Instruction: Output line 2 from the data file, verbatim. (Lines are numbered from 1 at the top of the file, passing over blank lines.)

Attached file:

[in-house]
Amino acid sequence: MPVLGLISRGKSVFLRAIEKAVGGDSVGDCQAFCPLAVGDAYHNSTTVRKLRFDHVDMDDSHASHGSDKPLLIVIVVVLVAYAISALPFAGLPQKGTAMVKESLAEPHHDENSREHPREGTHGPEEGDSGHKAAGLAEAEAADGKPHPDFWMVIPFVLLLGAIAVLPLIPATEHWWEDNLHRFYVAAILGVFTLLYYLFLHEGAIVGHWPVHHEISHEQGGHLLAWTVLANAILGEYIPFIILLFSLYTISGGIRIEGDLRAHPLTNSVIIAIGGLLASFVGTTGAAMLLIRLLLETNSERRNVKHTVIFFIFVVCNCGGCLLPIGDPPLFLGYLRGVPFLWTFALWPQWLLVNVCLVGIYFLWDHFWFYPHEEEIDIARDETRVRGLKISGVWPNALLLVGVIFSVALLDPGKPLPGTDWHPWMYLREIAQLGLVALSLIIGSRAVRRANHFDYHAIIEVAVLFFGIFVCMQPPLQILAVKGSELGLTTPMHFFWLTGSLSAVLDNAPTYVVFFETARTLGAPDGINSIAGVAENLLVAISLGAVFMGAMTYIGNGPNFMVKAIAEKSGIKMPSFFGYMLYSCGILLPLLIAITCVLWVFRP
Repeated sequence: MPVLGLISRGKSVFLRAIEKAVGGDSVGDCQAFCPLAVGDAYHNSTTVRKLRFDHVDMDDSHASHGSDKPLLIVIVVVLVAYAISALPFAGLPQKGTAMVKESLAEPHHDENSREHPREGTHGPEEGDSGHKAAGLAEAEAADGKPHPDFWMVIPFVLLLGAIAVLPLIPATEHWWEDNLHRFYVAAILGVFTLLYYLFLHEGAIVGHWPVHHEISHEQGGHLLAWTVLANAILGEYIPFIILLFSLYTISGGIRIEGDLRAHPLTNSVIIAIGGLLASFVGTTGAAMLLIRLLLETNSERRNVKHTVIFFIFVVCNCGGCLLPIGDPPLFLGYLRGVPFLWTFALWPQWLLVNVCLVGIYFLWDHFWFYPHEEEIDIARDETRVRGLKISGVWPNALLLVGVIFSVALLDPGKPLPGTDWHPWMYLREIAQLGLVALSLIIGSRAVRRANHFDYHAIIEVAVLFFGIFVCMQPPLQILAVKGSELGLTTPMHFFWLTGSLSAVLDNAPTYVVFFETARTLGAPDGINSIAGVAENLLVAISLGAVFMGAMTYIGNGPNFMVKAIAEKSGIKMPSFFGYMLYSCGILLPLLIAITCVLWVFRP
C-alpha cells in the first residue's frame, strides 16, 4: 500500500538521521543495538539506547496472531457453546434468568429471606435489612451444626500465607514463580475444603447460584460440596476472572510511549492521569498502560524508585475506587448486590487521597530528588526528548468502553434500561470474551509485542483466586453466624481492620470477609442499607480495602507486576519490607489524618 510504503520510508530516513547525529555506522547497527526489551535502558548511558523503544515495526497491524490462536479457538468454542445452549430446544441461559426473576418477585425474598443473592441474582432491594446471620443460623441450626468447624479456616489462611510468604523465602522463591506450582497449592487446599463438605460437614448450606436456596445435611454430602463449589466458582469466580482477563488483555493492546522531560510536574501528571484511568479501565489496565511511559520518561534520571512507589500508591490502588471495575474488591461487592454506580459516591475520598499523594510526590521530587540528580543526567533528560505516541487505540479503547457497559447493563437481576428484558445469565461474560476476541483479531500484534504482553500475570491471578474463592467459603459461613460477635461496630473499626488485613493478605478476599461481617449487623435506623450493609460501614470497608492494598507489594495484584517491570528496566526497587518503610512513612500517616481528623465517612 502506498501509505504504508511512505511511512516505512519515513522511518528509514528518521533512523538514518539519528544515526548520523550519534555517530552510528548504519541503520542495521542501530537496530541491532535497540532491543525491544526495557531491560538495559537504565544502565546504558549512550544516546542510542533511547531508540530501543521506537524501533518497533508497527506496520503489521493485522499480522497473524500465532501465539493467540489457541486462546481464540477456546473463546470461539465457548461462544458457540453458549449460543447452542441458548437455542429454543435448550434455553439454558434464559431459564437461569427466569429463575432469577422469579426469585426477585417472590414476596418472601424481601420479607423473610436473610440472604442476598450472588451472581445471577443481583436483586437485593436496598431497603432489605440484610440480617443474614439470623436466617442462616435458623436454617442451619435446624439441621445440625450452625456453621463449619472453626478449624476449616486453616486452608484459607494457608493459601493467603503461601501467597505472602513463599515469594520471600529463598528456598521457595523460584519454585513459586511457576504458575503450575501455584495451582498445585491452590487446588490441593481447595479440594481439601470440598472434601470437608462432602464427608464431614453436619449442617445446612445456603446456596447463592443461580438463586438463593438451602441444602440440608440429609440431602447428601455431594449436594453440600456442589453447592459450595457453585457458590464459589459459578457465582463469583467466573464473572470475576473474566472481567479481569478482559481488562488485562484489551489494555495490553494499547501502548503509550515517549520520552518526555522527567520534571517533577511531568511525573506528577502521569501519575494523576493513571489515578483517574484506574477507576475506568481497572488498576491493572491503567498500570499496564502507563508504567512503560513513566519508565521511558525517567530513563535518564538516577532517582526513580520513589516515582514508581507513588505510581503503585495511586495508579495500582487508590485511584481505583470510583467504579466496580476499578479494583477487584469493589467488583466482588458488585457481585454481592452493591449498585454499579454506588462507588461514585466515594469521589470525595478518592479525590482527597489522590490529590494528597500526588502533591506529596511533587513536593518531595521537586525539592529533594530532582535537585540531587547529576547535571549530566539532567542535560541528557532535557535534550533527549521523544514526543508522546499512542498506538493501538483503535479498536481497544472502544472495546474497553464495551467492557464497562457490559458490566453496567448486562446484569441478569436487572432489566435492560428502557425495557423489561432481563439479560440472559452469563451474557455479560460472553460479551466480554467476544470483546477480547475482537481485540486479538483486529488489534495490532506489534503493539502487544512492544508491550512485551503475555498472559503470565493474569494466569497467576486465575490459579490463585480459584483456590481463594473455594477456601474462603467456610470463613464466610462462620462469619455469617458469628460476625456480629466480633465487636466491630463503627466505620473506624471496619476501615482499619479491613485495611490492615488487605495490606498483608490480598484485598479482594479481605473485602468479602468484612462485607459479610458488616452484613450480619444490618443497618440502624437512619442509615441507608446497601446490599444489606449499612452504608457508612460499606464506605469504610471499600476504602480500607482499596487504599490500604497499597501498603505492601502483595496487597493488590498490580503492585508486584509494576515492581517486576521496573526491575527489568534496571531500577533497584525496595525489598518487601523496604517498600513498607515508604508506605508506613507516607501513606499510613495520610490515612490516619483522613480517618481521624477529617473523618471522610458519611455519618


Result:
Amino acid sequence: MPVLGLISRGKSVFLRAIEKAVGGDSVGDCQAFCPLAVGDAYHNSTTVRKLRFDHVDMDDSHASHGSDKPLLIVIVVVLVAYAISALPFAGLPQKGTAMVKESLAEPHHDENSREHPREGTHGPEEGDSGHKAAGLAEAEAADGKPHPDFWMVIPFVLLLGAIAVLPLIPATEHWWEDNLHRFYVAAILGVFTLLYYLFLHEGAIVGHWPVHHEISHEQGGHLLAWTVLANAILGEYIPFIILLFSLYTISGGIRIEGDLRAHPLTNSVIIAIGGLLASFVGTTGAAMLLIRLLLETNSERRNVKHTVIFFIFVVCNCGGCLLPIGDPPLFLGYLRGVPFLWTFALWPQWLLVNVCLVGIYFLWDHFWFYPHEEEIDIARDETRVRGLKISGVWPNALLLVGVIFSVALLDPGKPLPGTDWHPWMYLREIAQLGLVALSLIIGSRAVRRANHFDYHAIIEVAVLFFGIFVCMQPPLQILAVKGSELGLTTPMHFFWLTGSLSAVLDNAPTYVVFFETARTLGAPDGINSIAGVAENLLVAISLGAVFMGAMTYIGNGPNFMVKAIAEKSGIKMPSFFGYMLYSCGILLPLLIAITCVLWVFRP